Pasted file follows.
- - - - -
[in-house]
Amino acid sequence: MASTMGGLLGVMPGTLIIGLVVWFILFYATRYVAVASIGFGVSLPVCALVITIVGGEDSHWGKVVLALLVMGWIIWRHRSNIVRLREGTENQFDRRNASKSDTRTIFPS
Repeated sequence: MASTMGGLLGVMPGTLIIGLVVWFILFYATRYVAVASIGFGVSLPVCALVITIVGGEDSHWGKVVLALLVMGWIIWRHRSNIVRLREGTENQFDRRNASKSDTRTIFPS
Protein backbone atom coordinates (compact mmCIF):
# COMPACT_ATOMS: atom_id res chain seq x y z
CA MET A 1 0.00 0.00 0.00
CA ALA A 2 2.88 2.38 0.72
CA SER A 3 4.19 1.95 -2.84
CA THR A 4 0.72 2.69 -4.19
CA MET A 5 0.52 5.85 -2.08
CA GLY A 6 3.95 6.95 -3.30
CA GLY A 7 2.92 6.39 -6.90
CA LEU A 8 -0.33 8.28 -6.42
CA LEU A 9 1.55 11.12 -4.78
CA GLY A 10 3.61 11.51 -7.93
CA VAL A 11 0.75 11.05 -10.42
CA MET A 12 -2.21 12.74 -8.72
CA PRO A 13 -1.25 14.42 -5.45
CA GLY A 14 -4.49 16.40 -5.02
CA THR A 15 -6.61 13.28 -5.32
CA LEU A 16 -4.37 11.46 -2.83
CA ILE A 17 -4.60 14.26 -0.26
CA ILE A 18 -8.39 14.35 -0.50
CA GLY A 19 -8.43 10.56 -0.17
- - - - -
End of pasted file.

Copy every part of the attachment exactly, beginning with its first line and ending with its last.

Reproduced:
[in-house]
Amino acid sequence: MASTMGGLLGVMPGTLIIGLVVWFILFYATRYVAVASIGFGVSLPVCALVITIVGGEDSHWGKVVLALLVMGWIIWRHRSNIVRLREGTENQFDRRNASKSDTRTIFPS
Repeated sequence: MASTMGGLLGVMPGTLIIGLVVWFILFYATRYVAVASIGFGVSLPVCALVITIVGGEDSHWGKVVLALLVMGWIIWRHRSNIVRLREGTENQFDRRNASKSDTRTIFPS
Protein backbone atom coordinates (compact mmCIF):
# COMPACT_ATOMS: atom_id res chain seq x y z
CA MET A 1 0.00 0.00 0.00
CA ALA A 2 2.88 2.38 0.72
CA SER A 3 4.19 1.95 -2.84
CA THR A 4 0.72 2.69 -4.19
CA MET A 5 0.52 5.85 -2.08
CA GLY A 6 3.95 6.95 -3.30
CA GLY A 7 2.92 6.39 -6.90
CA LEU A 8 -0.33 8.28 -6.42
CA LEU A 9 1.55 11.12 -4.78
CA GLY A 10 3.61 11.51 -7.93
CA VAL A 11 0.75 11.05 -10.42
CA MET A 12 -2.21 12.74 -8.72
CA PRO A 13 -1.25 14.42 -5.45
CA GLY A 14 -4.49 16.40 -5.02
CA THR A 15 -6.61 13.28 -5.32
CA LEU A 16 -4.37 11.46 -2.83
CA ILE A 17 -4.60 14.26 -0.26
CA ILE A 18 -8.39 14.35 -0.50
CA GLY A 19 -8.43 10.56 -0.17